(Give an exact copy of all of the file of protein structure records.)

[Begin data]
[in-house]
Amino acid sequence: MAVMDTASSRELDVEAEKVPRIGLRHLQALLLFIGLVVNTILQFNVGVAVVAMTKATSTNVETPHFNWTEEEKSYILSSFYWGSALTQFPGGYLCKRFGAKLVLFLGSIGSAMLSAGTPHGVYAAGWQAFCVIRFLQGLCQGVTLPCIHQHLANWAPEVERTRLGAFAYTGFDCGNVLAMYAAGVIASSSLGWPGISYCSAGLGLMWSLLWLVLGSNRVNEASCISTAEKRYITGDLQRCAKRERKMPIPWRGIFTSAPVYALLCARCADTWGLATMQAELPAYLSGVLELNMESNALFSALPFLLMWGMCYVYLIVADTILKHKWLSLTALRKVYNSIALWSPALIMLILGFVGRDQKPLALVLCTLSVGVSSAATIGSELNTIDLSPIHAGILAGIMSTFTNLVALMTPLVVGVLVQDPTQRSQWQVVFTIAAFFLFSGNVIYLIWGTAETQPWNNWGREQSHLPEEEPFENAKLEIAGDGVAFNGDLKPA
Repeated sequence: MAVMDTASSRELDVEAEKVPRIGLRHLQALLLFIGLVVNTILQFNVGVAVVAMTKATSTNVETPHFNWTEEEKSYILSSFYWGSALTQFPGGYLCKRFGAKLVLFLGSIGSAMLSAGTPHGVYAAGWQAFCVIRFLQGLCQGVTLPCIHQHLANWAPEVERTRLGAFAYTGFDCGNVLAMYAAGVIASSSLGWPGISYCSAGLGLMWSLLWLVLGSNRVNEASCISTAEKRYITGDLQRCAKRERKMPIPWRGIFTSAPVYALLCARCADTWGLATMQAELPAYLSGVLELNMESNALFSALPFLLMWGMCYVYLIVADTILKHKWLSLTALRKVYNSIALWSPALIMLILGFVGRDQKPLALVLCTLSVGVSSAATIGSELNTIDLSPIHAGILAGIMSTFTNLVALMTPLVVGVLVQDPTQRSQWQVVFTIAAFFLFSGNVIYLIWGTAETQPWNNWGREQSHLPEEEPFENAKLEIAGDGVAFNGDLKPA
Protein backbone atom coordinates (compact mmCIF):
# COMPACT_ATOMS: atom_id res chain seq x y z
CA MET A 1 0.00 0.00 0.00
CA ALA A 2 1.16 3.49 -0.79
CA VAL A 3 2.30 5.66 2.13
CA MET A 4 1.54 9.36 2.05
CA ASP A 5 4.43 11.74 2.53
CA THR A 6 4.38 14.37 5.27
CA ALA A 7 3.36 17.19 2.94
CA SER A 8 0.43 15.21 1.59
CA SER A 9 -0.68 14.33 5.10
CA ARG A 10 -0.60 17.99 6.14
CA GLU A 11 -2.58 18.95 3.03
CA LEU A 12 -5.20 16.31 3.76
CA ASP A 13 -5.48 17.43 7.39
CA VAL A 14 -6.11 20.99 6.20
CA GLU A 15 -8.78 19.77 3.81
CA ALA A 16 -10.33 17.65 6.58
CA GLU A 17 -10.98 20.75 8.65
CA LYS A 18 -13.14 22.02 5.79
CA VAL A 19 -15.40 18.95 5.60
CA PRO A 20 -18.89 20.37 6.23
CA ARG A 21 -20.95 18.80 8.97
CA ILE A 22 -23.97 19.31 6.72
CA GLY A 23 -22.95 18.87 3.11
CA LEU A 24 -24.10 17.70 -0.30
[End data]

[in-house]
Amino acid sequence: MAVMDTASSRELDVEAEKVPRIGLRHLQALLLFIGLVVNTILQFNVGVAVVAMTKATSTNVETPHFNWTEEEKSYILSSFYWGSALTQFPGGYLCKRFGAKLVLFLGSIGSAMLSAGTPHGVYAAGWQAFCVIRFLQGLCQGVTLPCIHQHLANWAPEVERTRLGAFAYTGFDCGNVLAMYAAGVIASSSLGWPGISYCSAGLGLMWSLLWLVLGSNRVNEASCISTAEKRYITGDLQRCAKRERKMPIPWRGIFTSAPVYALLCARCADTWGLATMQAELPAYLSGVLELNMESNALFSALPFLLMWGMCYVYLIVADTILKHKWLSLTALRKVYNSIALWSPALIMLILGFVGRDQKPLALVLCTLSVGVSSAATIGSELNTIDLSPIHAGILAGIMSTFTNLVALMTPLVVGVLVQDPTQRSQWQVVFTIAAFFLFSGNVIYLIWGTAETQPWNNWGREQSHLPEEEPFENAKLEIAGDGVAFNGDLKPA
Repeated sequence: MAVMDTASSRELDVEAEKVPRIGLRHLQALLLFIGLVVNTILQFNVGVAVVAMTKATSTNVETPHFNWTEEEKSYILSSFYWGSALTQFPGGYLCKRFGAKLVLFLGSIGSAMLSAGTPHGVYAAGWQAFCVIRFLQGLCQGVTLPCIHQHLANWAPEVERTRLGAFAYTGFDCGNVLAMYAAGVIASSSLGWPGISYCSAGLGLMWSLLWLVLGSNRVNEASCISTAEKRYITGDLQRCAKRERKMPIPWRGIFTSAPVYALLCARCADTWGLATMQAELPAYLSGVLELNMESNALFSALPFLLMWGMCYVYLIVADTILKHKWLSLTALRKVYNSIALWSPALIMLILGFVGRDQKPLALVLCTLSVGVSSAATIGSELNTIDLSPIHAGILAGIMSTFTNLVALMTPLVVGVLVQDPTQRSQWQVVFTIAAFFLFSGNVIYLIWGTAETQPWNNWGREQSHLPEEEPFENAKLEIAGDGVAFNGDLKPA
Protein backbone atom coordinates (compact mmCIF):
# COMPACT_ATOMS: atom_id res chain seq x y z
CA MET A 1 0.00 0.00 0.00
CA ALA A 2 1.16 3.49 -0.79
CA VAL A 3 2.30 5.66 2.13
CA MET A 4 1.54 9.36 2.05
CA ASP A 5 4.43 11.74 2.53
CA THR A 6 4.38 14.37 5.27
CA ALA A 7 3.36 17.19 2.94
CA SER A 8 0.43 15.21 1.59
CA SER A 9 -0.68 14.33 5.10
CA ARG A 10 -0.60 17.99 6.14
CA GLU A 11 -2.58 18.95 3.03
CA LEU A 12 -5.20 16.31 3.76
CA ASP A 13 -5.48 17.43 7.39
CA VAL A 14 -6.11 20.99 6.20
CA GLU A 15 -8.78 19.77 3.81
CA ALA A 16 -10.33 17.65 6.58
CA GLU A 17 -10.98 20.75 8.65
CA LYS A 18 -13.14 22.02 5.79
CA VAL A 19 -15.40 18.95 5.60
CA PRO A 20 -18.89 20.37 6.23
CA ARG A 21 -20.95 18.80 8.97
CA ILE A 22 -23.97 19.31 6.72
CA GLY A 23 -22.95 18.87 3.11
CA LEU A 24 -24.10 17.70 -0.30